18 Actors Who Had Their Big Hollywood Breakthrough Late In Life

Over 100 Ranker voters have come together to rank this list of 18 Actors Who Had Their Big Hollywood Breakthrough Late In Life
Voting Rules
Vote up the actors who made the most of middle age.

Movie star success can be fickle and finite, whereas under-the-radar talent, accrued over time, can often develop into true staying power. Actors of this ilk may have gotten a late start in acting, or may have simply surrendered to tenable career expectations. Sometimes, renunciation of traditional success can work in an actor’s favor. The rise of production values in television and streaming services is partly responsible for creating stars out of talent that have been plugging away at the acting game for years.

Both small screens and indie screens have frequently drawn attention to performances that can be overshadowed in cinematic star vehicles. Then again, sometimes there are actors who qualify for both distinctions over the course of their careers, plugging away in relative obscurity (at least to American multiplex audiences), and then soaring to A-list stardom once they get their big break in their 40s or 50s.

  • 1
    113 VOTES
    Alan Rickman
    Photo: Die Hard / 20th Century Fox

    Alan Rickman occupied at least two strong areas of film: as a villain, and as the thinking woman’s romantic lead. His voice, which needed a fine wine amount of time to fully mature, had the ability to coerce and unsettle. No stranger to British television and theater audiences through the late 1970s and '80s, Rickman hit the international jackpot at 42 with his first feature film, Die Hard. In it, he played East German criminal mastermind Hans Gruber opposite Bruce Willis’s streetwise NYPD cop John McClane.

    Soon after, his on-screen villainy reached the heights of camp as the Sheriff of Nottingham in Robin Hood: Prince of Thieves. Romantic roles in Truly, Madly, Deeply and Sense and Sensibility followed in the 1990s, but it was his recurring role, from his mid-50 to his mid-60s, in the next century’s Harry Potter series that rattled the imaginations of children around the world. Rickman’s interpretation of the brooding Professor Severus Snape added further complexity to the character’s opaque agenda. In Rickman’s final performance, he donated his dulcet tones to Absolem the Butterfly in Alice Through the Looking Glass.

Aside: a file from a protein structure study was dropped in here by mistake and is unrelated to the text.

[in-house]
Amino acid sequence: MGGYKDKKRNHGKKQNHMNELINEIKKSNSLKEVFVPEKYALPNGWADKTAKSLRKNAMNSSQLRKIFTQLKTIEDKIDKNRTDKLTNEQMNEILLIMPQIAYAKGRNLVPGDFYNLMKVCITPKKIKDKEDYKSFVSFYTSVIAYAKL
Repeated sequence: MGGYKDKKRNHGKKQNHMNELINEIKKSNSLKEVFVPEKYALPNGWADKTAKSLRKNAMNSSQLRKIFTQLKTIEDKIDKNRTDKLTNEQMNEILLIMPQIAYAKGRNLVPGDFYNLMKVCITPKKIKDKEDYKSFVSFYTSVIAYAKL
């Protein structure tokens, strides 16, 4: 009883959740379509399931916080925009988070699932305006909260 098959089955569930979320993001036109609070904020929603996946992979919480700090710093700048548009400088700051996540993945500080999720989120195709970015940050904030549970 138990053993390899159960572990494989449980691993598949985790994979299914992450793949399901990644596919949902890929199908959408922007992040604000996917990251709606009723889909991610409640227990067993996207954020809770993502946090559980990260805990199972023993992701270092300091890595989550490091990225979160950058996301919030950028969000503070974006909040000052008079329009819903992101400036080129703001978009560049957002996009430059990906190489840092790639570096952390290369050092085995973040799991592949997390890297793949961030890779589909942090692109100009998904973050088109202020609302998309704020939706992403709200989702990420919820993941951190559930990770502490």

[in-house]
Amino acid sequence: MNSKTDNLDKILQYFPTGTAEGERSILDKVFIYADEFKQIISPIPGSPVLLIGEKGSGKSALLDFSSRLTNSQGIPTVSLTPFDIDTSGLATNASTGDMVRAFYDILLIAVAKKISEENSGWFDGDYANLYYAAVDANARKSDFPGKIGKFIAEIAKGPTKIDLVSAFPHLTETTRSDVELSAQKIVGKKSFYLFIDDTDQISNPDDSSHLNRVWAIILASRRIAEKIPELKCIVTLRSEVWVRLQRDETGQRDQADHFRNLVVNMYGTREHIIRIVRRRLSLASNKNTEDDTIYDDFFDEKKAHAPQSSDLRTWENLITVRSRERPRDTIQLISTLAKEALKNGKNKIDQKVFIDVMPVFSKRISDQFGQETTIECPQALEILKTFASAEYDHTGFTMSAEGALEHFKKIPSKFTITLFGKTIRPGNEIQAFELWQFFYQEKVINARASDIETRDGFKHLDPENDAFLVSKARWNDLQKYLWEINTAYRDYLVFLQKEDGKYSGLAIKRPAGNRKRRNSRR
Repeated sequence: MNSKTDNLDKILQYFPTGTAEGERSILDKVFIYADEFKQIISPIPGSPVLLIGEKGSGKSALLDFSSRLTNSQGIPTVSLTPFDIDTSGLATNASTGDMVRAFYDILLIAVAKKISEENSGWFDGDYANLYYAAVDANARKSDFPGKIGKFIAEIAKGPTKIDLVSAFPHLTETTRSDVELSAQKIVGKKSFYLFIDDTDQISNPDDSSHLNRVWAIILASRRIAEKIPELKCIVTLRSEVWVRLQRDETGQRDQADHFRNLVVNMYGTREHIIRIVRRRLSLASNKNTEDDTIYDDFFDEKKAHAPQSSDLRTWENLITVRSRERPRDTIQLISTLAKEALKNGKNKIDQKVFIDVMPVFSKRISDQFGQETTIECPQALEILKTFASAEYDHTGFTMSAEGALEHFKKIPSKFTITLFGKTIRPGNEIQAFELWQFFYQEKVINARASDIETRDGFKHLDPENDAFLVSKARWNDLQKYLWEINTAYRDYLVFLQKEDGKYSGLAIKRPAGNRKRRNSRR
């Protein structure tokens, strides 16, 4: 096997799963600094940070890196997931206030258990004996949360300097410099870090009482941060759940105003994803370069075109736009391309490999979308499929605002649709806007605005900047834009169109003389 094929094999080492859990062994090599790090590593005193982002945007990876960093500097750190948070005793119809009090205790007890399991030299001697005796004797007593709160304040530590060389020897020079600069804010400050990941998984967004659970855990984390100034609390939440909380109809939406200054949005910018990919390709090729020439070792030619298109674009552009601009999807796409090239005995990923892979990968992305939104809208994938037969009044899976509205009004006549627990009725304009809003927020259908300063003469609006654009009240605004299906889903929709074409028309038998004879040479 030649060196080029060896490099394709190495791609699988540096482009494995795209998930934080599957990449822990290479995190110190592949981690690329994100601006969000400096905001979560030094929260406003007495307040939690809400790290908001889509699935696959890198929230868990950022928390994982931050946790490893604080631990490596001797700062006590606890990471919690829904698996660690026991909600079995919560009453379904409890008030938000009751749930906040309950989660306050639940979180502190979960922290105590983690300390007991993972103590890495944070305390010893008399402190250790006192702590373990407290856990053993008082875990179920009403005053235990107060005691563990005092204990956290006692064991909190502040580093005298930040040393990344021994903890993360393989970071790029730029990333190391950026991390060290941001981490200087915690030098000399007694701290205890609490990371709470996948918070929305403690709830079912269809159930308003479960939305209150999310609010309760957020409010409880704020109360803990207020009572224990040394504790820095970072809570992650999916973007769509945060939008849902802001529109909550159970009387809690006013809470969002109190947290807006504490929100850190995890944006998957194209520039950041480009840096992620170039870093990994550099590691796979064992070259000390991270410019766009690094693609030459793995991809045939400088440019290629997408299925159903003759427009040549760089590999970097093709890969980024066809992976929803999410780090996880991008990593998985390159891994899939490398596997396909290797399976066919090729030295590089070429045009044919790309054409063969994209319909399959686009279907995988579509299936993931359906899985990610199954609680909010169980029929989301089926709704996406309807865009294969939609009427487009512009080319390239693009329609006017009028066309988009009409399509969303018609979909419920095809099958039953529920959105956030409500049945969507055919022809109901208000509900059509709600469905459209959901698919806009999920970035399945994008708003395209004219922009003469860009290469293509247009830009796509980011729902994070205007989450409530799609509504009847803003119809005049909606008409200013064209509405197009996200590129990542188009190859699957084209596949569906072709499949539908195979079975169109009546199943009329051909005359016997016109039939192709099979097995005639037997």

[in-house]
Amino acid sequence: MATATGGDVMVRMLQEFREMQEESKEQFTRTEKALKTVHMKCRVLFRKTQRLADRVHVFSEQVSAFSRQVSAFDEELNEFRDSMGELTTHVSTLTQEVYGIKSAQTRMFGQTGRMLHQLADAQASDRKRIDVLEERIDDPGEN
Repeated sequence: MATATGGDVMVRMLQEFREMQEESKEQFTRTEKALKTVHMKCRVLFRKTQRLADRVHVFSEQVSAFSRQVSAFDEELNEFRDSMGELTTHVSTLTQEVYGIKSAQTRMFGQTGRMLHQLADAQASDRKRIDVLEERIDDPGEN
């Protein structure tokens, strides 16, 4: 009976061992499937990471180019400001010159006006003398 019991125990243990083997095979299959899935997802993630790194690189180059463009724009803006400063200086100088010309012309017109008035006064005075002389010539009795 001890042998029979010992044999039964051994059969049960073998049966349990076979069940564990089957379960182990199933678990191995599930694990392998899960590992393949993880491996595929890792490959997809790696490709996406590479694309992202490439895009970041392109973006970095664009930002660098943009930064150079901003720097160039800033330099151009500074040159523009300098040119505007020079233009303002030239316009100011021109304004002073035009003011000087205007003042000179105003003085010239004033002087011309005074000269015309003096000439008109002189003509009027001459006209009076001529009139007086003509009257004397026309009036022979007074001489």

113 votes
  • 2
    77 VOTES
    Ian McKellen
    Photo: The Lord of the Rings: The Fellowship of the Ring / New Line Cinema

    Ian McKellen, in a similar fashion to Malcolm McDowell, has a voice that loiters in the north of England between bursts of received pronunciation. It projects from somewhere deep in order to hit the back of a theater and wields equal power in its transition to the screen. McKellen had a fruitful career in the theater, in the West End and on Broadway, for decades. For the longest time, his film appearances seemed incidental by comparison. A shift in the 1990s, which coincided with him reaching his 50s, presented him to a wider cinema audience due to leading roles Richard III, for which he co-wrote the screenplay, Apt Pupil, as the Nazi next door, and Gods and Monsters, about the last days of horror film director James Whale.

    McKellen’s fame skyrocketed in his 60s when he was cast as the embittered magnetic field tamperer Magneto in the X-Men franchise, but principally, his superstardom came from playing Gandalf the Grey (and the White) in Peter Jackson’s Lord of the Rings trilogy. The first installment, The Fellowship of the Ring, was released when McKellen was 62. Movie wizardry may have peaked with McKellen’s Gandalf, whom he revived in The Hobbit series, but McKellen’s work continues to flit successfully between film and theater.

    77 votes
  • Samuel L. Jackson
    Photo: Pulp Fiction / Miramax Films

    Samuel L. Jackson toiled away during the 1970s as a New York theater actor - notably in a couple of August Wilson plays, one of which (The Piano Lesson) was in more recent years revived by his actor/director wife, LaTanya Richardson Jackson, on Broadway. The 1980s marked the start of his collaboration with Spike Lee (beginning with School Daze) as well as blink-and-you’ll-miss-it nameless roles in Ragtime, Coming to America, and Sea of Love. Jackson’s coke habit ended just in time for his portrayal of crack-addict Gator in Lee’s Jungle Fever. For his head-turning performance in the role, a supporting actor category was created at the 1991 Cannes Film Festival. 

    Ironically, it was Quentin Tarantino, who is often on the receiving end of Lee’s ire, who transformed Jackson’s career with his box office triumph Pulp Fiction, released when Jackson was 46. Tarantino wrote the character of hitman Jules Winnfield specifically for Jackson, whose delivery of the infamous Bible-verse monologue helped catapult his career to rare heights. Further collaborations with Tarantino, recurring roles in the Star Wars and Marvel Cinematic Universe franchises, and a ton of voice-over work have kept Jackson as one of the most in-demand actors in the game. At times the highest paid actor in Hollywood, Jackson takes a significant check and the contractual promise of a nearby golf course in exchange for a taste of his magnetic presence.